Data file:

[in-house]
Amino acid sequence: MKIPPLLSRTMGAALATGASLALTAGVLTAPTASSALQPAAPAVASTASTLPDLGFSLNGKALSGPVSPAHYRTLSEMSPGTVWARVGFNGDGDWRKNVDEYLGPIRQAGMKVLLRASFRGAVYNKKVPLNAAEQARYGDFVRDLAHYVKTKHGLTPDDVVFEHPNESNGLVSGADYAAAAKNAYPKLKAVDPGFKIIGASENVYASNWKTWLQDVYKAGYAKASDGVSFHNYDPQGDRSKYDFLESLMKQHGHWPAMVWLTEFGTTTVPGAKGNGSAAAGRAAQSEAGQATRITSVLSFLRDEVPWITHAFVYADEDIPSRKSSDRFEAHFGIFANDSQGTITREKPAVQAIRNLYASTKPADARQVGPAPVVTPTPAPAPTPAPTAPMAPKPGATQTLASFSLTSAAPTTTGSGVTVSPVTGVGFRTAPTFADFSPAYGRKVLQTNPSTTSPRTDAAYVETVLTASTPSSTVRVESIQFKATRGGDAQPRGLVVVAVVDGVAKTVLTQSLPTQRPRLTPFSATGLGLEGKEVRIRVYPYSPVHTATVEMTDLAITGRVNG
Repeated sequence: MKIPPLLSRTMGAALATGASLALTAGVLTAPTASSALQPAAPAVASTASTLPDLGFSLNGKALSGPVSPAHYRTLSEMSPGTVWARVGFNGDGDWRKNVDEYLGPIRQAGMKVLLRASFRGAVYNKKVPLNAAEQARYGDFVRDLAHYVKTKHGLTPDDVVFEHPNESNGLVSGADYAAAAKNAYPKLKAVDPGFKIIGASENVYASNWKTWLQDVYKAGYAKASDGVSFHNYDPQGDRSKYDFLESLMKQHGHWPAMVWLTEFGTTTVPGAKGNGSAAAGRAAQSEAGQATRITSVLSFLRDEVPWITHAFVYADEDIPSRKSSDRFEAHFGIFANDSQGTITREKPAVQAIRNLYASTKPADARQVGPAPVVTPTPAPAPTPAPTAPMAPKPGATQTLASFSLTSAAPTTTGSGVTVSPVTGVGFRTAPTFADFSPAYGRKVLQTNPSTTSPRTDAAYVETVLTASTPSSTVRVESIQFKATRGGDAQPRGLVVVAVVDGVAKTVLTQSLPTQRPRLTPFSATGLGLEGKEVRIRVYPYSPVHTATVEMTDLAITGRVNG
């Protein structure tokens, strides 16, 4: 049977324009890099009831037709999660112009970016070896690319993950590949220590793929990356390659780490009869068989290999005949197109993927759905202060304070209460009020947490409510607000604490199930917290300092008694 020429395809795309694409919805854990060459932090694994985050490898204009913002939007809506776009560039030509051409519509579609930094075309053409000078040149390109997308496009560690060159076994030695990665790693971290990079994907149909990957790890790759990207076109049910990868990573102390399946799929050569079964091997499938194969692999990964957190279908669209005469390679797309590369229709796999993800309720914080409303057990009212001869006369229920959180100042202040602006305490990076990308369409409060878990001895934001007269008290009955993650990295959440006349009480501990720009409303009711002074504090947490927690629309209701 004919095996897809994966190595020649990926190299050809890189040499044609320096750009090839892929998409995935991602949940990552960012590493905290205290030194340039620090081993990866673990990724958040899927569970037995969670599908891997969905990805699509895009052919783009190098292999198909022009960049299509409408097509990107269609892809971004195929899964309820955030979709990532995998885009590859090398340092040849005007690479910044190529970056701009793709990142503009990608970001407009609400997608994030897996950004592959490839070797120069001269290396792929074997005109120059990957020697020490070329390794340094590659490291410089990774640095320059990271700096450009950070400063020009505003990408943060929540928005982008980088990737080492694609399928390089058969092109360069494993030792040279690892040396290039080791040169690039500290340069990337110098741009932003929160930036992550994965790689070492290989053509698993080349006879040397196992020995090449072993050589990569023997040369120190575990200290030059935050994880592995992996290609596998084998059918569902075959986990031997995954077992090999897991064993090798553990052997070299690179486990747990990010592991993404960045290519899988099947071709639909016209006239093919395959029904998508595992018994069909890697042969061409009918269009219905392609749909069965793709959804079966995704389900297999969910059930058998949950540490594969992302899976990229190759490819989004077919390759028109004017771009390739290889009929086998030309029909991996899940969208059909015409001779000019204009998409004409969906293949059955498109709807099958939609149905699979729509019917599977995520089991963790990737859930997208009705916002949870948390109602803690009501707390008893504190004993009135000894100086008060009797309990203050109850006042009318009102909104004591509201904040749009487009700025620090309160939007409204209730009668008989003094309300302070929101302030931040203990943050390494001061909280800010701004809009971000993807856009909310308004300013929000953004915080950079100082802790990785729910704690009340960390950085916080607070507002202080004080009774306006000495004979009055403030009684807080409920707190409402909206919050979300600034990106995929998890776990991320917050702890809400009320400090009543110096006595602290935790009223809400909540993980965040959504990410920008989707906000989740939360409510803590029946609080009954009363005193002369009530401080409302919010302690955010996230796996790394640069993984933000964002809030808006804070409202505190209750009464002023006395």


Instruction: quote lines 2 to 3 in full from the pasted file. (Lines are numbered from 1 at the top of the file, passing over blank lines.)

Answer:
Amino acid sequence: MKIPPLLSRTMGAALATGASLALTAGVLTAPTASSALQPAAPAVASTASTLPDLGFSLNGKALSGPVSPAHYRTLSEMSPGTVWARVGFNGDGDWRKNVDEYLGPIRQAGMKVLLRASFRGAVYNKKVPLNAAEQARYGDFVRDLAHYVKTKHGLTPDDVVFEHPNESNGLVSGADYAAAAKNAYPKLKAVDPGFKIIGASENVYASNWKTWLQDVYKAGYAKASDGVSFHNYDPQGDRSKYDFLESLMKQHGHWPAMVWLTEFGTTTVPGAKGNGSAAAGRAAQSEAGQATRITSVLSFLRDEVPWITHAFVYADEDIPSRKSSDRFEAHFGIFANDSQGTITREKPAVQAIRNLYASTKPADARQVGPAPVVTPTPAPAPTPAPTAPMAPKPGATQTLASFSLTSAAPTTTGSGVTVSPVTGVGFRTAPTFADFSPAYGRKVLQTNPSTTSPRTDAAYVETVLTASTPSSTVRVESIQFKATRGGDAQPRGLVVVAVVDGVAKTVLTQSLPTQRPRLTPFSATGLGLEGKEVRIRVYPYSPVHTATVEMTDLAITGRVNG
Repeated sequence: MKIPPLLSRTMGAALATGASLALTAGVLTAPTASSALQPAAPAVASTASTLPDLGFSLNGKALSGPVSPAHYRTLSEMSPGTVWARVGFNGDGDWRKNVDEYLGPIRQAGMKVLLRASFRGAVYNKKVPLNAAEQARYGDFVRDLAHYVKTKHGLTPDDVVFEHPNESNGLVSGADYAAAAKNAYPKLKAVDPGFKIIGASENVYASNWKTWLQDVYKAGYAKASDGVSFHNYDPQGDRSKYDFLESLMKQHGHWPAMVWLTEFGTTTVPGAKGNGSAAAGRAAQSEAGQATRITSVLSFLRDEVPWITHAFVYADEDIPSRKSSDRFEAHFGIFANDSQGTITREKPAVQAIRNLYASTKPADARQVGPAPVVTPTPAPAPTPAPTAPMAPKPGATQTLASFSLTSAAPTTTGSGVTVSPVTGVGFRTAPTFADFSPAYGRKVLQTNPSTTSPRTDAAYVETVLTASTPSSTVRVESIQFKATRGGDAQPRGLVVVAVVDGVAKTVLTQSLPTQRPRLTPFSATGLGLEGKEVRIRVYPYSPVHTATVEMTDLAITGRVNG